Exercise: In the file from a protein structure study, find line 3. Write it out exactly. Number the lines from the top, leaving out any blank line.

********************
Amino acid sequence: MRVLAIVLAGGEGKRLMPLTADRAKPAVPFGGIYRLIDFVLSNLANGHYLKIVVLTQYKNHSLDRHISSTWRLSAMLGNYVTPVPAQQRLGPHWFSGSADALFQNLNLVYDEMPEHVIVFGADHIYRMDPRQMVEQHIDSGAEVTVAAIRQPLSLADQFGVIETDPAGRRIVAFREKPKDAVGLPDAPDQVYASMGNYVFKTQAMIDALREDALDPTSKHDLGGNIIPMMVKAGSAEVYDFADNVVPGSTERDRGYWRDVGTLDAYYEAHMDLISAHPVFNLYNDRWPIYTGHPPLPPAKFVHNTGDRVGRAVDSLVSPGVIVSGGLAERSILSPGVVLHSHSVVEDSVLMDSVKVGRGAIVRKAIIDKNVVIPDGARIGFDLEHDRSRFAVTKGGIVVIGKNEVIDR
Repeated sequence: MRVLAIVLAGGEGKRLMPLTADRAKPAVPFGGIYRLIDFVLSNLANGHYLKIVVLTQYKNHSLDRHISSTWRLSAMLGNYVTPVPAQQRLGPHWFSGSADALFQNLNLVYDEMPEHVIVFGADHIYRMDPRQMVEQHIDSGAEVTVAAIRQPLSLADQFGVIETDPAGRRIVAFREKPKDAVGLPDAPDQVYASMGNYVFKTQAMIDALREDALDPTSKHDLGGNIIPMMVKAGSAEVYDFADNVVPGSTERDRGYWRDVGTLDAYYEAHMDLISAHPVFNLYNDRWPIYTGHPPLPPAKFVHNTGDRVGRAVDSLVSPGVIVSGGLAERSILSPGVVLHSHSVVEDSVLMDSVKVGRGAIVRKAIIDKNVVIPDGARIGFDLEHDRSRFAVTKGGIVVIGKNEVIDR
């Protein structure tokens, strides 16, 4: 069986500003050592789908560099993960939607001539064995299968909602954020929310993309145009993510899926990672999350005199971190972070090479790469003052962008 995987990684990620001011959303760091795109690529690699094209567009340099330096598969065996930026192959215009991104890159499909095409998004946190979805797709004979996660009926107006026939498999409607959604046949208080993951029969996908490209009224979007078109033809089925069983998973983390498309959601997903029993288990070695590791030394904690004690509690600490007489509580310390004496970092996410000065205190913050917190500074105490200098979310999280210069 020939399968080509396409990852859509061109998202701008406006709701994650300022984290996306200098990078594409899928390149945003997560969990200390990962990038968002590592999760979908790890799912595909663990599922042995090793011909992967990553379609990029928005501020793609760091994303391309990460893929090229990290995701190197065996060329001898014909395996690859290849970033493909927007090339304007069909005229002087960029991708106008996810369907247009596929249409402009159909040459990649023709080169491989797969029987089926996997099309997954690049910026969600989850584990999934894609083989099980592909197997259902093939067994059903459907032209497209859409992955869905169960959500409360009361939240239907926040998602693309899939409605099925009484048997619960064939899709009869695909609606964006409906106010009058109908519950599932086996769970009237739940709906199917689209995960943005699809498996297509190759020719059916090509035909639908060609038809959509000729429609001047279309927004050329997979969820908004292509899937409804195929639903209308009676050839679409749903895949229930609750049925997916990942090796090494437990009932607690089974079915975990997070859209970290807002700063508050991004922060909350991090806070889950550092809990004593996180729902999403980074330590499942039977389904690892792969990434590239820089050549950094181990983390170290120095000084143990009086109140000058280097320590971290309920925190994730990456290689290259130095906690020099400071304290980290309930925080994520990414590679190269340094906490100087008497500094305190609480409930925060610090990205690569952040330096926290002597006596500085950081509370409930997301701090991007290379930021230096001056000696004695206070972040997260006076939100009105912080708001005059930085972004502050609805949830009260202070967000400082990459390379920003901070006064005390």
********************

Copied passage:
């Protein structure tokens, strides 16, 4: 069986500003050592789908560099993960939607001539064995299968909602954020929310993309145009993510899926990672999350005199971190972070090479790469003052962008 995987990684990620001011959303760091795109690529690699094209567009340099330096598969065996930026192959215009991104890159499909095409998004946190979805797709004979996660009926107006026939498999409607959604046949208080993951029969996908490209009224979007078109033809089925069983998973983390498309959601997903029993288990070695590791030394904690004690509690600490007489509580310390004496970092996410000065205190913050917190500074105490200098979310999280210069 020939399968080509396409990852859509061109998202701008406006709701994650300022984290996306200098990078594409899928390149945003997560969990200390990962990038968002590592999760979908790890799912595909663990599922042995090793011909992967990553379609990029928005501020793609760091994303391309990460893929090229990290995701190197065996060329001898014909395996690859290849970033493909927007090339304007069909005229002087960029991708106008996810369907247009596929249409402009159909040459990649023709080169491989797969029987089926996997099309997954690049910026969600989850584990999934894609083989099980592909197997259902093939067994059903459907032209497209859409992955869905169960959500409360009361939240239907926040998602693309899939409605099925009484048997619960064939899709009869695909609606964006409906106010009058109908519950599932086996769970009237739940709906199917689209995960943005699809498996297509190759020719059916090509035909639908060609038809959509000729429609001047279309927004050329997979969820908004292509899937409804195929639903209308009676050839679409749903895949229930609750049925997916990942090796090494437990009932607690089974079915975990997070859209970290807002700063508050991004922060909350991090806070889950550092809990004593996180729902999403980074330590499942039977389904690892792969990434590239820089050549950094181990983390170290120095000084143990009086109140000058280097320590971290309920925190994730990456290689290259130095906690020099400071304290980290309930925080994520990414590679190269340094906490100087008497500094305190609480409930925060610090990205690569952040330096926290002597006596500085950081509370409930997301701090991007290379930021230096001056000696004695206070972040997260006076939100009105912080708001005059930085972004502050609805949830009260202070967000400082990459390379920003901070006064005390």